Blame lack of awareness, official apathy for spread of infections
Hepatitis B and C cases are on rise in many districts of Kashmir, with experts blaming lack of awareness and official apathy for spread of the deadly infections.
According to a 2016 study “Prevalence of Hepatitis B among adult population in South Kashmir,” 2.4 percent of those screened in Shopian, Anantnag, Kulgam and Pulwama districts had tested positive for this viral disease. In numbers, the percentage translates into thousands of people having the deadly liver infection. In 2015, cases of Hepatitis B were also reported from Diver area of Kupwara district.
The study has been carried out Dr Showkat Ahmed Kadla and others.
Similarly, Hepatitis C was first reported in “few cases” in 2012 from some villages in Kokernag area. However, a recent survey has shown that this infection has affected a considerable population in four districts in southern part of Kashmir.
The Government Medical College Srinagar study titled “prevalence of Hepatitis C among adult population in south Kashmir” by Dr Jaspreet Singh and guided by Dr Showkat Ahmed Kadla, has reported 28 percent prevalence of Hepatitis C in Magam village of Kokernag, and prevalence ranging between 0.7 percent and 3.8 percent in other districts.
In Anantnag district, 3.8 percent population has been found to be Hepatitis C positive, according to the researchers. This researchers have blamed unhygienic practices and inadequately sterilised instruments at dental clinics, chemists who dispense injections and barber shops for spread of the infections.
However, despite evidence of Hepatitis B and C cases on rise, no steps are being taken to stop spread of these infections, according to doctors.
A doctor said nothing is being done to create awareness about these viral infections.
“Who is monitoring dental clinics in Kashmir? How many of these clinics have an effective sterilisation system?” a senior physician in GMC Srinagar asked.
He alleged that in most areas, dental clinics operate without following the necessary hygiene protocols and authorities were sleeping over the issue.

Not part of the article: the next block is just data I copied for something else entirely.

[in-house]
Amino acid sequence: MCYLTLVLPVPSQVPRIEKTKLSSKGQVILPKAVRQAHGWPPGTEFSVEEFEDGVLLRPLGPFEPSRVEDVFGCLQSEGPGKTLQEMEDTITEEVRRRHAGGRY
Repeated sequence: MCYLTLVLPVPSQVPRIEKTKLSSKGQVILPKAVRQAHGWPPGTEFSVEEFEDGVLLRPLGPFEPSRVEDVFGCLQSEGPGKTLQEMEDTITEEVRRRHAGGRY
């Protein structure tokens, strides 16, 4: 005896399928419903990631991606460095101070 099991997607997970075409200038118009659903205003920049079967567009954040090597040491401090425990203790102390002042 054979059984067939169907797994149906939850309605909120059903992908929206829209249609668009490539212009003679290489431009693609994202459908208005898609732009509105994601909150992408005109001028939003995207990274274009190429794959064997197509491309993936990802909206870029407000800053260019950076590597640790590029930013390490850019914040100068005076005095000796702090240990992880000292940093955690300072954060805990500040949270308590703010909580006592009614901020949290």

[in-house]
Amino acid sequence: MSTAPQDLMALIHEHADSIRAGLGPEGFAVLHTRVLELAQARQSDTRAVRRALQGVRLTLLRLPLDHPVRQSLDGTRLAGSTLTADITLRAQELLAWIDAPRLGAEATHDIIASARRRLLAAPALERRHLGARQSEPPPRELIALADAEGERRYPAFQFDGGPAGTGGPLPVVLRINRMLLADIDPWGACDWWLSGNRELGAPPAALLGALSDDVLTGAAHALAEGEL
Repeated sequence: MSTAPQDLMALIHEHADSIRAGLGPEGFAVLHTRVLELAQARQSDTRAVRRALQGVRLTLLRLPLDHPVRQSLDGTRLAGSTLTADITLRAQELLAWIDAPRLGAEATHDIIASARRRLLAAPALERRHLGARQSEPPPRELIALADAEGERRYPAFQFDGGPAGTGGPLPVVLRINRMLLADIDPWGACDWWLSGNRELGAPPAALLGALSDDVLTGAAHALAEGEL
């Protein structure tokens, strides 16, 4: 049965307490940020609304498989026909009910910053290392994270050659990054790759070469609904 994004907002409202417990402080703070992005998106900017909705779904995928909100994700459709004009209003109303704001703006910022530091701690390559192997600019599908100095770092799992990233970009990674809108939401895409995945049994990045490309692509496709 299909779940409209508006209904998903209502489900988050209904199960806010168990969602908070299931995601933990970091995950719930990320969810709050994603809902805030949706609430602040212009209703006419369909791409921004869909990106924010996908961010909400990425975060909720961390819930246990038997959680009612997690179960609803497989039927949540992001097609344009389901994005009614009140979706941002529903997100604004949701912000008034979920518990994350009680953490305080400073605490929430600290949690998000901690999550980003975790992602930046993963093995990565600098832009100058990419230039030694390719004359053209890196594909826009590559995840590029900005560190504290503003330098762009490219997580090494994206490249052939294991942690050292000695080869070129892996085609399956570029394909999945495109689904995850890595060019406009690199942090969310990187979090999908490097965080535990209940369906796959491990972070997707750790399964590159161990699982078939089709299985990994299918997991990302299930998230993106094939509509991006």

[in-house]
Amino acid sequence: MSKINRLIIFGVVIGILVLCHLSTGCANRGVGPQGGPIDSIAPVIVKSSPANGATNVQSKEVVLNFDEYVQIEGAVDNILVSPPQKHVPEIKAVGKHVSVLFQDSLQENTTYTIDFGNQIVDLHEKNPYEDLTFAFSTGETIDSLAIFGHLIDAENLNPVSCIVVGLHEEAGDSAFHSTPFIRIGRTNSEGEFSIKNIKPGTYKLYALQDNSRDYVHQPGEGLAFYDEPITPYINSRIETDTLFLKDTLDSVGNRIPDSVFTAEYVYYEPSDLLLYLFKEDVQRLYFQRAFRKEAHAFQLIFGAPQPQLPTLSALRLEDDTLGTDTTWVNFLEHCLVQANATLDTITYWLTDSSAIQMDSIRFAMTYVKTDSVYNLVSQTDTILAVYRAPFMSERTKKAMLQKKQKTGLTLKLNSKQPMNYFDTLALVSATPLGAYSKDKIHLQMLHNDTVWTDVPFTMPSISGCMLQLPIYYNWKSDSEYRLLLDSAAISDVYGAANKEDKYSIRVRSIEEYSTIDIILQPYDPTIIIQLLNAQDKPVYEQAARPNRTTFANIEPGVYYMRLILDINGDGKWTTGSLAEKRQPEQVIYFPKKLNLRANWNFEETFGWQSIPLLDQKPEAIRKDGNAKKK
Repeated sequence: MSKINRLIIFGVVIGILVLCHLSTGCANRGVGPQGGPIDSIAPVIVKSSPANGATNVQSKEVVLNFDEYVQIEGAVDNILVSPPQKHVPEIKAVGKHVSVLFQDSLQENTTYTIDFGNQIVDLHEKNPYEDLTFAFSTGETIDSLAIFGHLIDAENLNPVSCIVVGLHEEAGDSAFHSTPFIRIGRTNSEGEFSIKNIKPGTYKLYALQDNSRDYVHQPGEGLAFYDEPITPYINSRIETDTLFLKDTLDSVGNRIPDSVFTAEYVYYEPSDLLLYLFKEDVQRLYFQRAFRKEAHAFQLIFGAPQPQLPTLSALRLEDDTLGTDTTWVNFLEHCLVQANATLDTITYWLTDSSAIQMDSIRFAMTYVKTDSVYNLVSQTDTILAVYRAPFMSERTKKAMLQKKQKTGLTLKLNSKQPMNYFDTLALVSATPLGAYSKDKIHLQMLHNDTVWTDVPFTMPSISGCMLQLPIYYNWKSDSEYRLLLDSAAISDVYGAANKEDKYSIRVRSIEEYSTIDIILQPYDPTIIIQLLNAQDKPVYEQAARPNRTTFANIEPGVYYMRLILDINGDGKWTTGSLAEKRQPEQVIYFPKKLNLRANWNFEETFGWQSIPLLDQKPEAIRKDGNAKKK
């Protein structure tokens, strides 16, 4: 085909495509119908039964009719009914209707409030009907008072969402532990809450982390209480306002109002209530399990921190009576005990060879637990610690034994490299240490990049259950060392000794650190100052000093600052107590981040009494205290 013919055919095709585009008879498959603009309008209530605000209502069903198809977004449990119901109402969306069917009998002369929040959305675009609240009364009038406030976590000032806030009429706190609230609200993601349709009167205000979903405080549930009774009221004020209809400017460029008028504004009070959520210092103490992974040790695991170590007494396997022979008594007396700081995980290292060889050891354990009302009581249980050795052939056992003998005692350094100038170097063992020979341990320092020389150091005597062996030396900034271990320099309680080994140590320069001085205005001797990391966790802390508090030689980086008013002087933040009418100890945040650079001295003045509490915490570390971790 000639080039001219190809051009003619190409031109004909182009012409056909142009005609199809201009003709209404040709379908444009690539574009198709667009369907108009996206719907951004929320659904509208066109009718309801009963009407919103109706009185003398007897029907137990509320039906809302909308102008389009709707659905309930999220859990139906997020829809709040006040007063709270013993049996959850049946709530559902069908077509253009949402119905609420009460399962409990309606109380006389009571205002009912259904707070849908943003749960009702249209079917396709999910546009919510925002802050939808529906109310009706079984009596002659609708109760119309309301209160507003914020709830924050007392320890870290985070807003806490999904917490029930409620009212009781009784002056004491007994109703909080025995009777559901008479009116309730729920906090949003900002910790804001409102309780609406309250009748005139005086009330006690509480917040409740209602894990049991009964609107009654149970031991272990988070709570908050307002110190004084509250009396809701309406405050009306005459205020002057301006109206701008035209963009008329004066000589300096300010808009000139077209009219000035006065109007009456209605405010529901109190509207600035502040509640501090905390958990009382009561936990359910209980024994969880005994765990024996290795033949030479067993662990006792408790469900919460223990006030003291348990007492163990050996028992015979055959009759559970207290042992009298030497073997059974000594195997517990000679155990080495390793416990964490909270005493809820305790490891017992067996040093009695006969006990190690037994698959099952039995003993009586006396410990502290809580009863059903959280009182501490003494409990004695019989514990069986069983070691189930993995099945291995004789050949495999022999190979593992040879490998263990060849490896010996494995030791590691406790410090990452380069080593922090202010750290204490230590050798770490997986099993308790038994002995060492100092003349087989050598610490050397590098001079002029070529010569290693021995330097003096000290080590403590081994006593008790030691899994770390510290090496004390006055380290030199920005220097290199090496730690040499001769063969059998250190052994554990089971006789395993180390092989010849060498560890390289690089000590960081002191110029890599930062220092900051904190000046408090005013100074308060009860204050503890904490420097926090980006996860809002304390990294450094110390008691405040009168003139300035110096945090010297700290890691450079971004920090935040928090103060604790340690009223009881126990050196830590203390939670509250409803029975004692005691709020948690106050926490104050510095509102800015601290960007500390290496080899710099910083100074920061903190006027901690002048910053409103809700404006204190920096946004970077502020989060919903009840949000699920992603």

Another physician at SKIMS Soura said state’s healthcare awareness messages were “out of sync” with its health issues.
“People in Kashmir are being given lessons on how to save themselves from dengue and malaria via radio and other mass media. What is the incidence of these diseases here?” he said.
He said there was no awareness campaign on Hepatitis B and C and this could prove dangerous.
Mission director, national health mission J&K, Dr Mohan Singh said the NHM had included vaccination against Hepatitis B in its immunization program.
Director Health Services Kashmir said screening of entire population in south Kashmir had started and this would equip the department to devise strategies to combat the issue. “We will have evidence-based interventions soon,” he said.
As per the World Health Organisation (WHO), more people die of Hepatitis every year compared to HIV with as many as 1.34 million deaths in 2015 attributed to viral hepatitis.
The WHO has warned that Hepatitis B is transmitted through exposure to infective blood, semen, and other body fluids. It can also be transmitted from infected mothers to infants at the time of birth. Hepatitis C is mostly transmitted through exposure to ineffective blood- transfusions of contaminated blood and blood products, contaminated injections during medical procedures, and through injection drug use, according to the WHO.